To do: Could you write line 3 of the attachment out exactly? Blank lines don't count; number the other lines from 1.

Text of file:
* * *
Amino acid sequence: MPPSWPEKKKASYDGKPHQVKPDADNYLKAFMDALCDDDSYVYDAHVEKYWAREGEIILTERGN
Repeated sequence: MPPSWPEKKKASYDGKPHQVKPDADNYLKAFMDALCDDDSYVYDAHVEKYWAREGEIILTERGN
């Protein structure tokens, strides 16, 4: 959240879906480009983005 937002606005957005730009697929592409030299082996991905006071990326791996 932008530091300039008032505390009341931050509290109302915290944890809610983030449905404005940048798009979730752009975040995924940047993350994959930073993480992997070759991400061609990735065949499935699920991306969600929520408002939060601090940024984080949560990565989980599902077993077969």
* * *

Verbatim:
């Protein structure tokens, strides 16, 4: 959240879906480009983005 937002606005957005730009697929592409030299082996991905006071990326791996 932008530091300039008032505390009341931050509290109302915290944890809610983030449905404005940048798009979730752009975040995924940047993350994959930073993480992997070759991400061609990735065949499935699920991306969600929520408002939060601090940024984080949560990565989980599902077993077969």